dontvisitmyintentions said ()

The wireless type that goes around your neck in one piece is superior while carrying loads, strapped to a bag, or twisting around. It tends to stay put or fall on your shoulder. You don't want to put the wired or wireless earbuds back in after they get yanked out and touch the ground.

Though that's easier to prevent with a wire you can clip to your shirt.

Actually, I prefer the old cheap style over-the-ear headphones regardless. Sometimes one pops up in a discount store, likely old stock getting cleared out.


dontvisitmyintentions said ()

I had not heard of that LocalCDN fork of DecentralEyes, and I'm going to try it out. Also prefs list is short and useful. Nice. Usually these Firefox guides are so big and outdated that they're hard to find the good stuff in them.


dontvisitmyintentions said ()

Reddit- and discord-only is a deal-breaker. If I wanted to get or give help, I have every expectation I'd be banned without recourse or reason, and I likely wouldn't be able to tell whether the project guys did it or not. (I assume telegram is similar, since it's not open.)

Also, their rebranding is just flashily confusing enough to turn me off. "Oxen is many things" and using a generic noun for a name reinforces my impression that they are going for branding at the expense of comprehensibility.

This is what happens when a project goes after r/bitcoin instead of IRC.

Also, I looked at what it does to dns, and I'm not impressed with how much it touches, invoking resolveconf and systemd-resolve. It seems they aren't concerned with leaking data outside of a closed browser, like the Tor Browser is set up to be.


dontvisitmyintentions said ()

Stewart sent the image on EncroChat, an encrypted messaging service used exclusively by criminals that was infiltrated by police in a major operation last year.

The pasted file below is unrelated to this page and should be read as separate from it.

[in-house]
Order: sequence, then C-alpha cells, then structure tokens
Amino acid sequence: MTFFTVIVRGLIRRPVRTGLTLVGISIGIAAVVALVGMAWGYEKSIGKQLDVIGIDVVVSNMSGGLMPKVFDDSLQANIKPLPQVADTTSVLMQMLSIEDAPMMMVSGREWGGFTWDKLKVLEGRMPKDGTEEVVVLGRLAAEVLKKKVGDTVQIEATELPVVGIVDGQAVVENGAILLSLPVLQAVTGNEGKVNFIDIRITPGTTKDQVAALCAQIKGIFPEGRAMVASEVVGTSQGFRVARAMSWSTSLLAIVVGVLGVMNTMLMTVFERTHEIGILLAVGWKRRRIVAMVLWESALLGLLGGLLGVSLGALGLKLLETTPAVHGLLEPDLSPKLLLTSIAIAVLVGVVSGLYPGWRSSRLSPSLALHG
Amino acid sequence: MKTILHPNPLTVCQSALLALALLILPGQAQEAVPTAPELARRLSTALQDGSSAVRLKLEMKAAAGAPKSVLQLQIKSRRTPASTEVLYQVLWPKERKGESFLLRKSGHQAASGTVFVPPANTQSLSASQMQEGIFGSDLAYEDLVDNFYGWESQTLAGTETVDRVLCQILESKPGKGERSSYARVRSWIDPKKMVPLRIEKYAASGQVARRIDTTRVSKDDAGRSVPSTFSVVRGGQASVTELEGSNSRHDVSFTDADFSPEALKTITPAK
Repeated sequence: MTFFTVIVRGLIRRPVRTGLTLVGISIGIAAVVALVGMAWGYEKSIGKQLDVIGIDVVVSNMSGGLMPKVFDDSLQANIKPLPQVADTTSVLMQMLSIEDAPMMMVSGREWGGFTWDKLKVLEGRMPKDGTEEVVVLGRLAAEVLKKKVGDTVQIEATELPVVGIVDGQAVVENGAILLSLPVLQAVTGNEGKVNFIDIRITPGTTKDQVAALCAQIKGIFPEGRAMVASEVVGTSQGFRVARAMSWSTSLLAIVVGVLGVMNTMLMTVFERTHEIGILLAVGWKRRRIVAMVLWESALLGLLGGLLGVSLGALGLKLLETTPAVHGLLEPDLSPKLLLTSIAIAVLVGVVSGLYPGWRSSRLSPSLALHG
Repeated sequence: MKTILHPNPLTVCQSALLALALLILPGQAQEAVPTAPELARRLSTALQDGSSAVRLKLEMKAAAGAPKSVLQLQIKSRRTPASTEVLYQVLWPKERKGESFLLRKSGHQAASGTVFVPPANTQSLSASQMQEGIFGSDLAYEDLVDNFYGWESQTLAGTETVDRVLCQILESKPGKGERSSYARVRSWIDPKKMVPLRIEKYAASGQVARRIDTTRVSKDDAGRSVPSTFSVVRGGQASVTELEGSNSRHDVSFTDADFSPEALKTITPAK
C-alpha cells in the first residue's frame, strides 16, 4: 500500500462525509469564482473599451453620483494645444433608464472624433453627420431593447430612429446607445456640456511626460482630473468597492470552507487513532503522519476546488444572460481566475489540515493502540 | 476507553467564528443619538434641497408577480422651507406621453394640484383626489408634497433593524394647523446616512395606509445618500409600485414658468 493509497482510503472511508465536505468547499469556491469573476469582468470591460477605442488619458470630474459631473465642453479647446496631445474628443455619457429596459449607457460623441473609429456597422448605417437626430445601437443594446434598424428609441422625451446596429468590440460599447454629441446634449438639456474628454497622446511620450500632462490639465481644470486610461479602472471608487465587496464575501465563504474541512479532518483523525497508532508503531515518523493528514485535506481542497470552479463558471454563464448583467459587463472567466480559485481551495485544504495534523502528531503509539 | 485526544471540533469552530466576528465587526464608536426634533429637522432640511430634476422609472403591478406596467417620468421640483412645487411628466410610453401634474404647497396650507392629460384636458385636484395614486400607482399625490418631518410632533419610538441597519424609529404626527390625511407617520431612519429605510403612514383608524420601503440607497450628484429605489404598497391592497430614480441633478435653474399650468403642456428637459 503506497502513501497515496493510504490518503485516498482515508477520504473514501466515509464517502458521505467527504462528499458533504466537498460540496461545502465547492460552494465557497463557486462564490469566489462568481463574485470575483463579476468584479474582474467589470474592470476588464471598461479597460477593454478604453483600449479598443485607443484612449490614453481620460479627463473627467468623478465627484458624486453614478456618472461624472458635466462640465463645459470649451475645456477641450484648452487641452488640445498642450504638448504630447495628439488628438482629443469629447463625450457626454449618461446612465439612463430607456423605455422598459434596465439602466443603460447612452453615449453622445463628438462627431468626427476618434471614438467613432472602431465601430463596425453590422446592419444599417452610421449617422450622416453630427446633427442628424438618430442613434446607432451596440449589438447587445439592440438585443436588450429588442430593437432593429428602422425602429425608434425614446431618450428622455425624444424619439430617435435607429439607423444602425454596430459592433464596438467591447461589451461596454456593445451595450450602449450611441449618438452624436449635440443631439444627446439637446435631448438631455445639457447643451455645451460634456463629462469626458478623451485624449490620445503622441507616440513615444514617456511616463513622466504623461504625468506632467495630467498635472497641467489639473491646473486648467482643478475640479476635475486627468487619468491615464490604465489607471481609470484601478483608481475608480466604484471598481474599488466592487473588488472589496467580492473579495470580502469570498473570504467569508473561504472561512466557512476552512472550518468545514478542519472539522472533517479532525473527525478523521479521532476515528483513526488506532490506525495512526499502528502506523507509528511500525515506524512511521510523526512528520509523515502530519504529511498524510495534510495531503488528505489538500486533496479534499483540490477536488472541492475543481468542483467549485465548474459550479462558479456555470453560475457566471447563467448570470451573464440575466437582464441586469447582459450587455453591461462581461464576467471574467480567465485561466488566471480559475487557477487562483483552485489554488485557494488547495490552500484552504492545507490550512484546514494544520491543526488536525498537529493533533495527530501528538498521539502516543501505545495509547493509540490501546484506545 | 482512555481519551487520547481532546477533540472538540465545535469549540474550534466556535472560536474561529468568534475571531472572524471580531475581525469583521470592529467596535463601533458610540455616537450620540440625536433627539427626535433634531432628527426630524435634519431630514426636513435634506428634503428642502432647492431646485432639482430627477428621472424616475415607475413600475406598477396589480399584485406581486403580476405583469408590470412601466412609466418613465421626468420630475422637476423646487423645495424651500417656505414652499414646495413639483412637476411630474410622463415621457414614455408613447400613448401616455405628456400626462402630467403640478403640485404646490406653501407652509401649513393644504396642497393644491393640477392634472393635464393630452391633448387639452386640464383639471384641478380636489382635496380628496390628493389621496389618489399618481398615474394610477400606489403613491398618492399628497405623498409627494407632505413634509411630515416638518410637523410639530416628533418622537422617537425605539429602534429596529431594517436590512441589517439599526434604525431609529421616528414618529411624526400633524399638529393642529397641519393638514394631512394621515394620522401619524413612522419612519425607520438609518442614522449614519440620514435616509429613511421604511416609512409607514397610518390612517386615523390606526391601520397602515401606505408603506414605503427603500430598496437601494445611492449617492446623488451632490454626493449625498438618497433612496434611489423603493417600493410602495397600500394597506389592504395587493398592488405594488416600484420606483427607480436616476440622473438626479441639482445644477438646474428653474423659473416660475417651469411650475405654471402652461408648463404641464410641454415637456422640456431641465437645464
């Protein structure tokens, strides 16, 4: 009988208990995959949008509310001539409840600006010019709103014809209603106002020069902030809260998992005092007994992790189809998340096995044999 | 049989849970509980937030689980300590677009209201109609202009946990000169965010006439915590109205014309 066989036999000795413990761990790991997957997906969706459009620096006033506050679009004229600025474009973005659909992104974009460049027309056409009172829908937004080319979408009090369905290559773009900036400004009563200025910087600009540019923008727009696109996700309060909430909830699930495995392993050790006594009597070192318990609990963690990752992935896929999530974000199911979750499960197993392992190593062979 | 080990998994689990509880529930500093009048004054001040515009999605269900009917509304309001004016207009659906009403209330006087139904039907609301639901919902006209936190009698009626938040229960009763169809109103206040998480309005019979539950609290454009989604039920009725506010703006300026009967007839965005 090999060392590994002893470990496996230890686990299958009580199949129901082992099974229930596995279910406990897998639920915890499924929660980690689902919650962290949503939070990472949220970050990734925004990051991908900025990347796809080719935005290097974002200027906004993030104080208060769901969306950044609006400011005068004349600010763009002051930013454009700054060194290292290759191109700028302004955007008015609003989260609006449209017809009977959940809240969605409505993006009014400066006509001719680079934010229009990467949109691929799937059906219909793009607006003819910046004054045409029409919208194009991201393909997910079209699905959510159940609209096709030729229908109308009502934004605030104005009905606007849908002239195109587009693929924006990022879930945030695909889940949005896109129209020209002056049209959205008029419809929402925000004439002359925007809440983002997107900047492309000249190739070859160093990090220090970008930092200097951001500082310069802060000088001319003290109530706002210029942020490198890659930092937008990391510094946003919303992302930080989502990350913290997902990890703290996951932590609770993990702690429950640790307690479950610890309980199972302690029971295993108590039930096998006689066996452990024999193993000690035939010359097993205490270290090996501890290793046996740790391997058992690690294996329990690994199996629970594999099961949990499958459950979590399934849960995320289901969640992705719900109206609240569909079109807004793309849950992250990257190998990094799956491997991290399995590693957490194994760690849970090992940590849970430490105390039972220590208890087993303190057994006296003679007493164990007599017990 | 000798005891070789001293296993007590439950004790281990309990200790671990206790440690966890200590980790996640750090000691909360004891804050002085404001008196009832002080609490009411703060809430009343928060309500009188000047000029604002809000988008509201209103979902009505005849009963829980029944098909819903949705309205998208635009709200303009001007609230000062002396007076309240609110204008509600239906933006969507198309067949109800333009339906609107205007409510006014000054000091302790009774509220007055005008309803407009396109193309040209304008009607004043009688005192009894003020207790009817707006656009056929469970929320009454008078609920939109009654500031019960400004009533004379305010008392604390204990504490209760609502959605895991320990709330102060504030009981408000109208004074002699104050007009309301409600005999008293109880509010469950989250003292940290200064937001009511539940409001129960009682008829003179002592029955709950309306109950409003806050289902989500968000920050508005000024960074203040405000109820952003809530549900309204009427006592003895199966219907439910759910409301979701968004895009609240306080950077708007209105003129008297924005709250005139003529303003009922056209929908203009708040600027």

This sounds like usual CNN distortion. All encrypted networks are exclusively-criminal, and any who don't toe the globalist line are extremists. It looked as if the BBC article doesn't indict the service itself, but the original story on its infiltration calls it a "crime chat network." From that story:

The system operated on customised Android phones and, according to its website, provided "worry-free secure communications".

Customers had access to features such as self-destructing messages that deleted from the recipient's device after a certain length of time.

Real criminal masterminds selling Androids with custom ROMs.

The moral of the story is: when you take a picture of your cheese, don't hold it in your palm with your fingers splayed out as if you're signalling to your agency handler to recall you from the field. Just my two pence.


dontvisitmyintentions said ()

This is the computer I use specifically for testing software designed for old computers.

Then use an OS the software was designed for in the first place.

Our intentional built-in obsolescence

His Inspiron 5100 was released about 2004. That's a full life. Put it out to pasture.

I had one that old, and it died. My oldest working machine is from '08, and another is from '09, and they are showing their age with hardware errors. I expect them to die any moment. It won't be worth replacing components, even if it turns out to be cheap. And I personally couldn't, for example, replace capacitors on a modern computer without destroying it. They consume more power in a year than they're worth, anyway, so it wouldn't be cost effective, which his bullshit environmental analysis ignores.

At some point the one guy complaining his ancient box doesn't work will be the only one who notices, because he has the only working one.


dontvisitmyintentions OP said ()

He just posted a follow-up on his other channel, with more details:

An interesting trick is he pre-heats work pieces to help hot glue bind to wood (of course, he's in Canada in a cold workshop).

The other Youtuber he mentions at the end is with his elaborate crank and marble mechanisms.


dontvisitmyintentions said ()

“Once you get to the point where you look at whether content is safe or unsafe, as soon as you do that, you’ve opened a can of worms.” At best, his apolitical framing comes across as naive; at worst, as preposterous gaslighting.

So you're telling me that neither of the two authors nor their editor know what gaslighting means? Preposterous.

Lim sees the rising concerns around high-tech censorship as a business opportunity.

How embarrassing for Bloomberg to characterize shocks of supplies of reliable hosting as a he-said quote, instead of the market opportunity itself. It's almost like the authors hate the idea of supply and demand itself.